In a conversation with one of the principals featured in a forthcoming Apex Learning case study, the principal noted that males under the age of 16 ½ in his school struggle with Apex’s online curriculum. Females do much better with it.
His assertion left me wondering about this observed gender difference. Is Apex’s content biased toward female brains? Is online learning in general, regardless of content provider, more suited toward a gender-based mental or personality predisposition?
In the children’s book How many seeds in a pumpkin?, by Margaret McNamara, the fictitious science teacher Mr. Tiffin asks his students to guess the number of seeds in a small, medium and large pumpkin. The children then carve into the pumpkins, scoop out the seeds and tally them. Turns out, much to the children’s surprise, that the small pumpkin has the most seeds, followed by the large and then the medium. Mr. Tiffin teaches the puzzled kids that size is not the important categorization for predicting number of seeds. Instead, pollination, pumpkin variety, and time on the vine determine how many lines are on a pumpkin, which in turn indicates how many seeds are inside. If you like pumpkin seeds, buy a darker, riper one with the most grooves on the outside.
The key to developing useful theory is getting the categories right. Mr. Tiffin’s class erroneously sorted pumpkins based on one attribute—their size, but found that the small pumpkin presented an anomaly to this theory. They then learned that if they sorted the pumpkins based on different categories—pollination, variety and time on vine—they could predict quite perfectly which pumpkin would have the most seeds. In The Innovator’s Solution, Clayton Christensen and Michael Raynor explain that researchers need to categorize in order to highlight the most meaningful differences in a complex array of phenomena. As researchers begin to identify the causal mechanism behind the phenomena (e.g. time on vine produces more pumpkin seeds), they then can improve their theory by noting anomalies. These anomalies prompt them to identify what circumstances produce a different outcome than their initial theory suggests. For example, if a pumpkin has been on the vine the longest AND is a Jumping Jack or Big Tom, it will grow more seeds than a similarly ripe Aspen.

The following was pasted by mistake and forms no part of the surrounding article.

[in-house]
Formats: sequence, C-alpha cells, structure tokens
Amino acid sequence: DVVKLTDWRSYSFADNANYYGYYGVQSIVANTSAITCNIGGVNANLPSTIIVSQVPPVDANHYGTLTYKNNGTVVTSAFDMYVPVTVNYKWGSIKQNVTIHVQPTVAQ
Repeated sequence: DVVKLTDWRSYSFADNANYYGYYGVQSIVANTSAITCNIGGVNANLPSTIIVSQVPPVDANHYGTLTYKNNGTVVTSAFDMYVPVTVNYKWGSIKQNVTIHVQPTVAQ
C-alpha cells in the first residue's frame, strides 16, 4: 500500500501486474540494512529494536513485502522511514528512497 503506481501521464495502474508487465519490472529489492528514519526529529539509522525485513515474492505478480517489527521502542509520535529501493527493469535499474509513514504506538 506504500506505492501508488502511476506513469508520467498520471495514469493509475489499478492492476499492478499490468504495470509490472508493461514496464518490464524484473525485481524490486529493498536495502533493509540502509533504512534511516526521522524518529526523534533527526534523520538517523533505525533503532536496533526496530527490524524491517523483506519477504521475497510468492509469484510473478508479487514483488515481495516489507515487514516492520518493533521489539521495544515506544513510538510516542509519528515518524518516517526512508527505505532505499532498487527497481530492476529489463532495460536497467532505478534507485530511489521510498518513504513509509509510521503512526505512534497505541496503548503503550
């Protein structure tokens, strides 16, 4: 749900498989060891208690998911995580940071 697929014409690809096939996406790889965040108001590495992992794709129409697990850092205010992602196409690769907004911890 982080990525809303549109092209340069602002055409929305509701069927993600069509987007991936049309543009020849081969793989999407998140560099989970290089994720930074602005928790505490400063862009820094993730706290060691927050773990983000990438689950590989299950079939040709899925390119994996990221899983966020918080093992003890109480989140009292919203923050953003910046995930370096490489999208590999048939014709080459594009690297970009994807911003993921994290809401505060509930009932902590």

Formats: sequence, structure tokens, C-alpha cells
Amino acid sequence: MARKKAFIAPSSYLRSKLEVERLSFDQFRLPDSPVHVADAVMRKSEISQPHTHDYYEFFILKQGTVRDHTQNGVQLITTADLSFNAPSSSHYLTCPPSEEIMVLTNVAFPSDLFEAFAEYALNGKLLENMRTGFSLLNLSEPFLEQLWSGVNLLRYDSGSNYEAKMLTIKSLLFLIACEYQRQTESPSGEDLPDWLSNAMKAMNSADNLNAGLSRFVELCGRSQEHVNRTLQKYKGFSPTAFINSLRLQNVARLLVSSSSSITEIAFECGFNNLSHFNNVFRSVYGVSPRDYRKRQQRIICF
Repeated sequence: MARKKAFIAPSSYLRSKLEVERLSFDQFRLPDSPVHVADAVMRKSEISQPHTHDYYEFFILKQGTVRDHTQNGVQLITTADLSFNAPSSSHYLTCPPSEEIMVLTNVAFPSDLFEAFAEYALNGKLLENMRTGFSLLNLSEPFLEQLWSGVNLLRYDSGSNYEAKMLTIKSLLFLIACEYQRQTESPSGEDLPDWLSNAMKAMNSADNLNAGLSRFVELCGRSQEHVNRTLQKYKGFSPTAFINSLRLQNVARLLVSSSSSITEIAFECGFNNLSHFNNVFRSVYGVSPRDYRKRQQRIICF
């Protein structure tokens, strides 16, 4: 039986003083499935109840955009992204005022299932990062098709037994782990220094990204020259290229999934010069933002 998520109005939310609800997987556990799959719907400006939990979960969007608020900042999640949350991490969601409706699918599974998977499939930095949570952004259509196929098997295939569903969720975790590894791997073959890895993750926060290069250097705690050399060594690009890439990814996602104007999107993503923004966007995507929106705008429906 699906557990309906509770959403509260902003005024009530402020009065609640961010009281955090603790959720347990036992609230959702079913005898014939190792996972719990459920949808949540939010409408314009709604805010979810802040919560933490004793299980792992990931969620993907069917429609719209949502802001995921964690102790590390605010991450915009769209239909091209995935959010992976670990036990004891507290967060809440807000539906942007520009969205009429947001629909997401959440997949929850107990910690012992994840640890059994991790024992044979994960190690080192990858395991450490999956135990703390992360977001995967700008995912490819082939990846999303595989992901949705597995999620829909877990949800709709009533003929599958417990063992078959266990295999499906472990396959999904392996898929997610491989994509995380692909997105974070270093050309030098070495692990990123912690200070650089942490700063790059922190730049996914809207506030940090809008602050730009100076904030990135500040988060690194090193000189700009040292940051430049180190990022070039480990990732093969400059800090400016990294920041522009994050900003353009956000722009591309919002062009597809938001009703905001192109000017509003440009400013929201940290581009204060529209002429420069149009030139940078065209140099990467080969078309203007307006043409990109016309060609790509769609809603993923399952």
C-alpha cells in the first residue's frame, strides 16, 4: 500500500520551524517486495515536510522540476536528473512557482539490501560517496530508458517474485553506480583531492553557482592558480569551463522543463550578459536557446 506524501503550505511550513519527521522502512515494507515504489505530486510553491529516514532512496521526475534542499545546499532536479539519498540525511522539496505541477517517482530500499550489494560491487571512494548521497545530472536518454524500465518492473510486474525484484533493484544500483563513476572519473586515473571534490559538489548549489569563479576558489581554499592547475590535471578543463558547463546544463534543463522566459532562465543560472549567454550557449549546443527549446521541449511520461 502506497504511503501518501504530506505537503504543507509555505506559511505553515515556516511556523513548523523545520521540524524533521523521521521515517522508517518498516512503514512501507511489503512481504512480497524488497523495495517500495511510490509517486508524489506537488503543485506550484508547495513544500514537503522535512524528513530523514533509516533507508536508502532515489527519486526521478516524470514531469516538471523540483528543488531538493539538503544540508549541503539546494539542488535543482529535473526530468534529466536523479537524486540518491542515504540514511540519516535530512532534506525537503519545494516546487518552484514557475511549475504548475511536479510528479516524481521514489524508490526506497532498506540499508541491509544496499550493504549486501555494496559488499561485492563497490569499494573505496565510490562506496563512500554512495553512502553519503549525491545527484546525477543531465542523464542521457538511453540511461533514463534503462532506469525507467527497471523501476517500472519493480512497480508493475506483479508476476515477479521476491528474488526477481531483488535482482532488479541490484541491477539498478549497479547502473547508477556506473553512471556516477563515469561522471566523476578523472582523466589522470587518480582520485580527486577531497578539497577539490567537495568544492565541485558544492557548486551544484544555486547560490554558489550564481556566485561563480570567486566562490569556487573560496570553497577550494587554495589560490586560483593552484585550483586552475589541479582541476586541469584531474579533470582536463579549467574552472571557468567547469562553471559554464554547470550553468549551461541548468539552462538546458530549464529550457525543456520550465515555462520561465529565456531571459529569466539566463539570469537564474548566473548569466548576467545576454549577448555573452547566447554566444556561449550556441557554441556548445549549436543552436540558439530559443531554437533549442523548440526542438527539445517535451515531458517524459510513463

So back to Apex Learning. Are young males less suited for Apex? My hunch is that this categorization is not an adequate description of the causal mechanism behind the observed phenomenon. A useful study would be to analyze the success of young males with Apex, then note the anomalies—the young men who actually perform well with the program. What circumstances produce this success? Conversely, what females are failing with the content, and what circumstances might explain their falling below the norm?
This thought process, applied to education research, will produce a better set of theories for educators to use when deciding which content and learning modalities to apply to each student. As researchers produce better circumstance-contingent theories, educators will be able to predict with high accuracy when a provider like Apex Learning will work and for whom.